Intercultural competence is often touted as one of the key benefits and achievements of studying abroad. It is often believed to develop through a student’s involvement in activities that promote ‘cultural learning’ while on exchange – not least immersion in the foreign culture. Most studies take a quantitative approach to researching cultural learning by ‘measuring’ students’ level of intercultural competence before and after studying abroad. While potentially illustrative, this approach says little about issues surrounding the processes of cultural learning – in particular, what characterizes and/or influences these processes. Further questions raised include: What opportunities are available for the students to engage in cultural learning? What motivates or demotivates students to learn about the host culture? How does studying abroad and cultural learning influence students’ identity and self in the months or years after studying abroad?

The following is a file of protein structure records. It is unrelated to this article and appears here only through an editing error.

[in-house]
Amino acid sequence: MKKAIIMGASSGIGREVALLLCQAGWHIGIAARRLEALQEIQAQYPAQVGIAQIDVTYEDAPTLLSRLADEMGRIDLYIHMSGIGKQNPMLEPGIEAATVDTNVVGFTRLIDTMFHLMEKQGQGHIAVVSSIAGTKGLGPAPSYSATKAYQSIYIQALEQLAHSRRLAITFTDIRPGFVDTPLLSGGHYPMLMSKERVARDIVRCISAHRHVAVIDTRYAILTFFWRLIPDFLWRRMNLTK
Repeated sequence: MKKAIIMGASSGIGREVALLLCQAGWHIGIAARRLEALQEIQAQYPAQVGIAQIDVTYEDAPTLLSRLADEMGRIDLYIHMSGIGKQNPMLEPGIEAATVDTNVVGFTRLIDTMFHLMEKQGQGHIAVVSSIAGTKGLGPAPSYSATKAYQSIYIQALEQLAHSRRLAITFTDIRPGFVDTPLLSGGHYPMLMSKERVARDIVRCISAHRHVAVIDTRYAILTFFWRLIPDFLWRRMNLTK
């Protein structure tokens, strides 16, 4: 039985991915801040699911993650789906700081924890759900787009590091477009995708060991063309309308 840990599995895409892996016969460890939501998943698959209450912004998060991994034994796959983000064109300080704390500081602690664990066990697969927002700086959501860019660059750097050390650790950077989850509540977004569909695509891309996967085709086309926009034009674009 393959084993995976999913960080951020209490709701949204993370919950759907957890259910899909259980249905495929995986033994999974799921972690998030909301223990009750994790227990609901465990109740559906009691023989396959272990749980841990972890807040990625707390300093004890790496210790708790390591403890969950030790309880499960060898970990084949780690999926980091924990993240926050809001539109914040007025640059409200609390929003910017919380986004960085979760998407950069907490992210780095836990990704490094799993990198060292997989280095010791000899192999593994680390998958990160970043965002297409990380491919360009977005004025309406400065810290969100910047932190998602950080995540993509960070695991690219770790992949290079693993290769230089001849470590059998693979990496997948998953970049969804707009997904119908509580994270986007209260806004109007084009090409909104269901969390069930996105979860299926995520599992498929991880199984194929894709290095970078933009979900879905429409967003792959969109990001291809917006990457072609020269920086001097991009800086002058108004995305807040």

The purpose of this research project is to identify patterns of cultural learning for students studying abroad at DIS in Copenhagen. The study follows 20-25 students during a semester through interviews before, during, and after their stay. The research assistant(s) will be introduced to and instructed in qualitative research techniques and will contribute to the study by conducting and transcribing interviews, as well as performing initial data analysis.